This collection comprises 78 volumes of newspapers (1 volume per year) of the Boone County Recorder (1875-1953), a newspaper continuously published every week for over 140 years. Best copy available of each issue. Volume 41 (1915) and Volumes 52-54 (1926-1929) are missing from this collection. Volume 1 starts with 23 Sept 1875.
Location: Boone County KY
CAPTAIN. THOMAS SMITH. – Captain Smith, the intrepid Indian fighter and pioneer, has seen the beginning of every Indian disturbance in Southern Oregon; and his narratives are therefore of peculiar interest. He was born September 14, 1809, in Campbell County, Kentucky. At the age of seventeen he removed with his recently widowed mother to Boone County, and learned the trade of a carpenter. In 1839 he went to Texas, and in 1849 formed a party designated as the Equal Rights Company, to cross the plains by the southern route via El Paso and the Gila River to California. The journey
William B. Hawkins, retired farmer; P. O. Humbolt; the subject of this sketch is one of the early settlers of this township; he was born in Boone Co., Ky., July 31, 121. He married Miss Abigail Morgan Feb. 20, 1843; she was born in Ohio, and died Oct. 8, 1846; they had two children, viz., Francis M. and Louisa A.; his present wife was Miss Nancy Danner; they were married Oct. 4, 1848; she was born in Rush Co., Ind., Oct. 11, 1823; he lived about two and a half years in Kentucky,. when, with his parents, he moved to
Of this recent and peculiarly painful case we give a somewhat detailed account, mainly taken from the Cincinnati papers of the day. About ten o’clock on Sunday, 27th January, 1856, a party of eight slaves – two men, two women, and four children – belonging to Archibald K. Gaines and John Marshall, of Richwood Station, Boone County, Kentucky, about sixteen miles from Covington, escaped from their owners. Three of the party are father, mother, and son, whose names are Simon, Mary, and Simon, Jr.; the others are Margaret, wife of Simon, Jr., and her four children. The three first are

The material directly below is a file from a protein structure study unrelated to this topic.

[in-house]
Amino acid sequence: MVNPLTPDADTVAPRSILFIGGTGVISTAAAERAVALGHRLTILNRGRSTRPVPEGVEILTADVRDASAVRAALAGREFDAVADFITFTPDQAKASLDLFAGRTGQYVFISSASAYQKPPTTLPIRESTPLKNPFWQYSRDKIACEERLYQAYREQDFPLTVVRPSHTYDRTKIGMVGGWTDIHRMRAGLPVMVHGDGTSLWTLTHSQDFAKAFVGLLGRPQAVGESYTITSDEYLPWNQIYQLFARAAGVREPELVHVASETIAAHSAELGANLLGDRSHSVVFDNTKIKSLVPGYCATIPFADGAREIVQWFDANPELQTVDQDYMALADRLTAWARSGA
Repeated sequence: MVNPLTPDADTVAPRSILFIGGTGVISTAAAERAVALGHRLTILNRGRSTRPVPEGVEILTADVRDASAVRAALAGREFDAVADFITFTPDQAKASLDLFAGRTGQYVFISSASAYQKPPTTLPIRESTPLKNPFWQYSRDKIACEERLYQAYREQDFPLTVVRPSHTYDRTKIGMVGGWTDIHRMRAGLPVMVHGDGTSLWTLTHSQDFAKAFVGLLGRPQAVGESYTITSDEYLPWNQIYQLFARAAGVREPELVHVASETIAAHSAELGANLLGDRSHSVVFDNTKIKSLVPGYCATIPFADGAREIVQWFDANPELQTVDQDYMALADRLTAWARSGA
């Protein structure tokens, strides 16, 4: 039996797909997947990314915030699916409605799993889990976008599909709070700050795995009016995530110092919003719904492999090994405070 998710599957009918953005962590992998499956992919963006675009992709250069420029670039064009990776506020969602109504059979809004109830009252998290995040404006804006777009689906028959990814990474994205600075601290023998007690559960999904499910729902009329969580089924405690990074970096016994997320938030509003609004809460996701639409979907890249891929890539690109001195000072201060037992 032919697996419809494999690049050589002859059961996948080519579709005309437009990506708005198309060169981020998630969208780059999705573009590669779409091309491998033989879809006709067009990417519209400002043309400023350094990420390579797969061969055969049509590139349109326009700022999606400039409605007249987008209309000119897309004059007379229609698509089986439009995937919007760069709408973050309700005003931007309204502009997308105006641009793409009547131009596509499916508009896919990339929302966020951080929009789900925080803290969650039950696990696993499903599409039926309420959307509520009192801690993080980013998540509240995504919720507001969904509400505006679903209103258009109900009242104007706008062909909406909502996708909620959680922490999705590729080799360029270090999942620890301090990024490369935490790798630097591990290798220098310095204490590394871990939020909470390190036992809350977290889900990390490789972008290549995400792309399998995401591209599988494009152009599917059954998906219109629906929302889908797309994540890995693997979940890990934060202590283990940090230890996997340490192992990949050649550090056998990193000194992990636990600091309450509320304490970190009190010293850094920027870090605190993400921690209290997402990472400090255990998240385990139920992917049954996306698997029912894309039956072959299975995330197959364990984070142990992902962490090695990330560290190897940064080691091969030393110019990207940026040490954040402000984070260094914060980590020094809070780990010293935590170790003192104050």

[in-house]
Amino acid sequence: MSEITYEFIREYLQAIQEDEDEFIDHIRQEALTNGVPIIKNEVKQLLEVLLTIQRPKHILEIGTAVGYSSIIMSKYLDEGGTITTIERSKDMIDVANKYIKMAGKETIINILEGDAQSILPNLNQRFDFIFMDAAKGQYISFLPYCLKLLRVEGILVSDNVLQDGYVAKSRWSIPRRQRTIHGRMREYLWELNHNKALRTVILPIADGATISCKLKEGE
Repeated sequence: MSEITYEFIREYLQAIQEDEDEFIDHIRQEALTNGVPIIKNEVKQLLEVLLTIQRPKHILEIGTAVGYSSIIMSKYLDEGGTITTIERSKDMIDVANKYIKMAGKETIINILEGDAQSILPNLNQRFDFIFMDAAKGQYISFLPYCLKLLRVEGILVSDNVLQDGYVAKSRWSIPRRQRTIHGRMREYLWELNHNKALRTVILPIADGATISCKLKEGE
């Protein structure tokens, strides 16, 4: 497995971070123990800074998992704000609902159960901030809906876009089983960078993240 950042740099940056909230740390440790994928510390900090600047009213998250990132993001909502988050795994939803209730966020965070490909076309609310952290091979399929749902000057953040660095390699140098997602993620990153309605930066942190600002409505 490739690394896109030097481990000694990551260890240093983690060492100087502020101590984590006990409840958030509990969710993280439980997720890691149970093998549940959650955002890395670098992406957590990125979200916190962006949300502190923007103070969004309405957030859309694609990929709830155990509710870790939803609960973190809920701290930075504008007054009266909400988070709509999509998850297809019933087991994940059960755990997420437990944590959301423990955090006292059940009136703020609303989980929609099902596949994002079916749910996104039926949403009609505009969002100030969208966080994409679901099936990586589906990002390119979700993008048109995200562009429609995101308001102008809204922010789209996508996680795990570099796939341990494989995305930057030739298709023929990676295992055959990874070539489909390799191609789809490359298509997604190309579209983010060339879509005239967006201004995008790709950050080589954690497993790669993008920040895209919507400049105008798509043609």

1790 Boone County, Kentucky Census Records Free 1790 Census Form for your Research Hosted at Ancestry.com – 14 Days Free Hosted at Census Guide 1800 U.S. Census Guide 1800 Boone County, Kentucky Census Records Free 1800 Census Form for your Research Hosted at Ancestry.com – 14 Days Free Hosted at Census Guide 1800 U.S. Census Guide 1810 Boone County, Kentucky Census Records Free 1810 Census Form for your Research Hosted at Ancestry.com – 14 Days Free Hosted at Boone County USGenWeb Archives Project 1810 Census Index Part 1 1810 Census Index Part 2 Hosted at US Census.Org 1810 Census Index
Hosted at Boone County USGenWeb Archives Project Thomas Anderson Family Cemetery Baker Cemetery Baker Family Cemetery Beaver Lick Christian Church Cemetery Botts Cemetery Bullittsburg Baptist Church Cemetery Bullittsburg Baptist Church Cemetery , Part 2 Carpenter Cemetery “Catholic” Cemetery Chambers Cemetery Christy Family Cemetery Concord Cemetery Conley Cemetery Constance Cemetery East Bend Baptist Church Cemetery Harrison-Pike Family Cemetery McClure Cemetery Old Richardson Cemetery Peeno Cemetery Petersburg Cemetery Price Pike Cemetery Powers Cemetery Rice Cemetery Salem Predestinarion Baptist Church Cemetery Sand Run Baptist Church Cemetery , Partial Stansifer-Utz Cemetery Stephens Cemetery South Fork Christian Church Cemetery Watts Cemetery Hosted at Boone County,
HON. JAMES ABNER BENNETT. – Our subject was born in Bracken county, Kentucky, on March 17,1808. His birthplace was a farm; and here he remained with his parents until 1830, when he moved to Boone county. He resided here for three years, and then removed to Jackson county, Missouri, near the town of Independence, and in 1839 again removed to Platt county. The following year, 1840, he was married to Miss Louisa E.R. Bane, of Weston, Missouri. Here Mr. Bennett remained, following blacksmithing and conducting a livery stable. He also acted as justice of the peace until the year 1842.
HON. JOHN BIRD. – This venerable pioneer of our state comes from that stock of state-makers and town-builders who have ever been at the front. He was born in 1810 in Boone county, Kentucky, and lived there with his father until the year 1827, thereafter making Illinois his home until 1847. In the latter year he joined the train of Captain Sawyer, and set forth for Oregon, starting from Missouri about the 1st of May. Upon the trip nothing was more notable than the appearance of about one hundred Pawnee Indians, who laid a blanket on the ground for the